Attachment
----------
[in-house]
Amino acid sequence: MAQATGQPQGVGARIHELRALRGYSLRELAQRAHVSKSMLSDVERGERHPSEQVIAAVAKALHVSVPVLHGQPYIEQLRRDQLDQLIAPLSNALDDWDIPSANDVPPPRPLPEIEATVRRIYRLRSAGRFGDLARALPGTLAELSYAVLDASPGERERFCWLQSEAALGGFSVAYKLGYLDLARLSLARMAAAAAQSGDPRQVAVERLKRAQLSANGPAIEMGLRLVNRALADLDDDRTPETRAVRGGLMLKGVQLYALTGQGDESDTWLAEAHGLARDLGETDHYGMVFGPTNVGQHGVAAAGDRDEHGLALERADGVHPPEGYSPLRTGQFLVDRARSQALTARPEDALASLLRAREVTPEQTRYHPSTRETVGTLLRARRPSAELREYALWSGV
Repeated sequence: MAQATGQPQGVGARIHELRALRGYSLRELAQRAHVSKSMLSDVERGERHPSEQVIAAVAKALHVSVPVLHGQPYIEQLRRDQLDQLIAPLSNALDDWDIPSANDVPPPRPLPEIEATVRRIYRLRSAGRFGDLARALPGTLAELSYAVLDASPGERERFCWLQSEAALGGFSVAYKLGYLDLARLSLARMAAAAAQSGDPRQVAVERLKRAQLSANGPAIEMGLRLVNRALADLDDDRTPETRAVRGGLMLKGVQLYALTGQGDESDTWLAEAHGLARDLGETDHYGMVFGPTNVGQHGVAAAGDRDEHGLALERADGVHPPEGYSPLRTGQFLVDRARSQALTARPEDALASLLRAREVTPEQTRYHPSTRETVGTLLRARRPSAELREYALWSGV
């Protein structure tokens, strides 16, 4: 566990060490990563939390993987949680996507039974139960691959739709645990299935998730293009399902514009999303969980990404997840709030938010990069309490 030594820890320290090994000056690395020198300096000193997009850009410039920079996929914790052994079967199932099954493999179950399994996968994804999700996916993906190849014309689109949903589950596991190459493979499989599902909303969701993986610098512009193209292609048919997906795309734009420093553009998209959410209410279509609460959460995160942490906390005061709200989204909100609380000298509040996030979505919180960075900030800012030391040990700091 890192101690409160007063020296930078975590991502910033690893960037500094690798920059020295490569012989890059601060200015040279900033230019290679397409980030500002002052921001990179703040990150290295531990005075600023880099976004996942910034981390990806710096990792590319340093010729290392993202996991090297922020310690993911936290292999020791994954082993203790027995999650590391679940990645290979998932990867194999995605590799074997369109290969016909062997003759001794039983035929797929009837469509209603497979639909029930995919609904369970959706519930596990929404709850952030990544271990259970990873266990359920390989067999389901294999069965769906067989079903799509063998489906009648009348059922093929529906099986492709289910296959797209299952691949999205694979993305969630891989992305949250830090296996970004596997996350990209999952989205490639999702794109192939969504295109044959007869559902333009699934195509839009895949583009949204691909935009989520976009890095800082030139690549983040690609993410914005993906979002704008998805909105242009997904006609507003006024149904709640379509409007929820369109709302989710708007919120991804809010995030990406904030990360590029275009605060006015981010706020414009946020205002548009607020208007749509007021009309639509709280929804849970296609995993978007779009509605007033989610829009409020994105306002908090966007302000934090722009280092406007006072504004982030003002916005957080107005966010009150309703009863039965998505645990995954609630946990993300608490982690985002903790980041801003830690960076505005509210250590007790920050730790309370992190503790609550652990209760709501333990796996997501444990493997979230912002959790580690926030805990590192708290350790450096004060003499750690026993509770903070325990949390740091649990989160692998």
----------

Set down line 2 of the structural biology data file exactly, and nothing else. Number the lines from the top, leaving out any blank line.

Amino acid sequence: MAQATGQPQGVGARIHELRALRGYSLRELAQRAHVSKSMLSDVERGERHPSEQVIAAVAKALHVSVPVLHGQPYIEQLRRDQLDQLIAPLSNALDDWDIPSANDVPPPRPLPEIEATVRRIYRLRSAGRFGDLARALPGTLAELSYAVLDASPGERERFCWLQSEAALGGFSVAYKLGYLDLARLSLARMAAAAAQSGDPRQVAVERLKRAQLSANGPAIEMGLRLVNRALADLDDDRTPETRAVRGGLMLKGVQLYALTGQGDESDTWLAEAHGLARDLGETDHYGMVFGPTNVGQHGVAAAGDRDEHGLALERADGVHPPEGYSPLRTGQFLVDRARSQALTARPEDALASLLRAREVTPEQTRYHPSTRETVGTLLRARRPSAELREYALWSGV